Ashley: I’m interested in the idea of “self-sales”–the idea that you need to sell yourself and your abilities not just simply in an interview to get the job, but also throughout your career to maintain your job and move up.  Do you believe in this idea?  What has been your experience with women who sell themselves too little or too much?

Daisy: We can all get insecure and worried—everybody worries that they aren’t measuring up.  Arrogance, puffing yourself up, comes from insecurity.  It’s important to be aware of what you can do, but it takes time to learn that.  In working with a lot of MBAs I saw that they have a great sense of entitlement—they have this assumption of who they thought they were {because of their schooling}, but it’s not based on their actual capabilities.



Ashley: I tended to undersell myself in my everyday work.

Daisy: Why do you think you did that?  Why do we do this?

Ashley: Hmm, I really don’t know.  I suppose it’s because I wanted to get along with others in the office—I’m very aware of people’s emotions, opinions, and feelings.  I suppose I wanted to maintain friendships.  Actually, that’s probably exactly what it was.  Maybe it’s a weakness of mine.


Daisy: Yes, that’s probably why, but this may be your gift.  How do you manage the politics of getting things done while also taking advantage of opportunities?  Being able to spot an opportunity is important, but going for it is what allows you to succeed.

Ashley: So maybe it’s better if we aren’t “self-selling” all the time?


Daisy: It’s about awareness.  If you just promote yourself all the time you’ll get a reputation for that, but on the other hand DO let people know you’re doing good work and you’re excited about it.  There are people who won’t like what you do no matter what.  Read cues.  Be savvy.  You know there’s that quote, “Well behaved women rarely make history”—sometimes we do need to push the envelope.  Life takes a lot of bravery—bravery and a little luck {chuckles} and good relationships.

Ashley: Most of our readers are struggling with finding a career that’s right for them.  We worry about investing too much of our time in the wrong field or that settling just to have a job will hinder our future career development–what are your thoughts on this?



Daisy: Balancing everything is important.  This generation is more concerned with balance than any before it.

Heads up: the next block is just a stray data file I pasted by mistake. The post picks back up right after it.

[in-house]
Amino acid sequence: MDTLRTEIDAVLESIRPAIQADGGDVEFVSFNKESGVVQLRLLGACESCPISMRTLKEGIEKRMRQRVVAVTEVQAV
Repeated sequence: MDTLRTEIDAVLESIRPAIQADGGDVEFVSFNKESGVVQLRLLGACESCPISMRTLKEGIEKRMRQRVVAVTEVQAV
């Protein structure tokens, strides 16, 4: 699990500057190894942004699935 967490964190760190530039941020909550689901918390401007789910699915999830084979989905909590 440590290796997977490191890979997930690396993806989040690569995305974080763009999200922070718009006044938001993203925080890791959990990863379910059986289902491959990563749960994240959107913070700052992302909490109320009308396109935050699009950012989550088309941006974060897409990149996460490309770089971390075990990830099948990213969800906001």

Ashley: Why is that?


Daisy: There are a lot of reasons:

1)    Upbringing.  There was more of an interest in raising happy kids.  There was a trend of encouraging a lot of activity and positivity.  That leads to two things—a lot of burnt out kids and a lot of proactive kids.

2)    Global marketplace.  People realize things are tough all over the world.  There’s more of an interest in keeping balance and happiness.

I mean, even look at the trend of Positive Psychology—it began 10 years ago and more people are doing this.  More people want to be happy.  Trends are an important way to measure what’s going on.

Ashley: Yeah, I hear a lot of our readers say things like, “I know I should be doing more to be happy in my free time because I don’t really like my job…” but then they don’t always do anything about it. For someone who feels lost, is there anything we can do to focus our interests and needs and figure out what we should be doing as our career?



Daisy: Yes.  Look to extra activities, but look for activities that will maybe also help you with work.   There is volunteerism, or for a creative person maybe quilting or designing, etc. These interested could be something you can turn into a career.  Being engaged outside encourages not only happiness, but also other work opportunities.  It’s an organic way to make your career.


Ashley: Yes, I feel like it’s easy to let your interests fade away and then I fear you would wake up 20 years later and wonder, what have I been doing with my life?


Daisy: Yes.  Pay attention!  What you pay attention to, grows. If you really try, you’ll be able to build up those skills.


Ashley: Yeah, a lot of Liminas women feel lost and confused about their careers–what advice would you give a woman feeling this way?


Daisy: Worry about your career and path isn’t temporary—it’s reoccurring.  It doesn’t go away.

Ashley: So what, we just need to hunker down and weather the storm?


Daisy: Oh no, I wouldn’t say that.

Ashley: Ha, does that sound too bleak?


Daisy: There are lessons in every part of our lives.  We learn the most from the hardest times.  Work that we don’t want to do at the beginning can really teach us about what we DO want.  It can take a while for the real fit to emerge especially if you aren’t paying attention.  Honor and nurture your interests.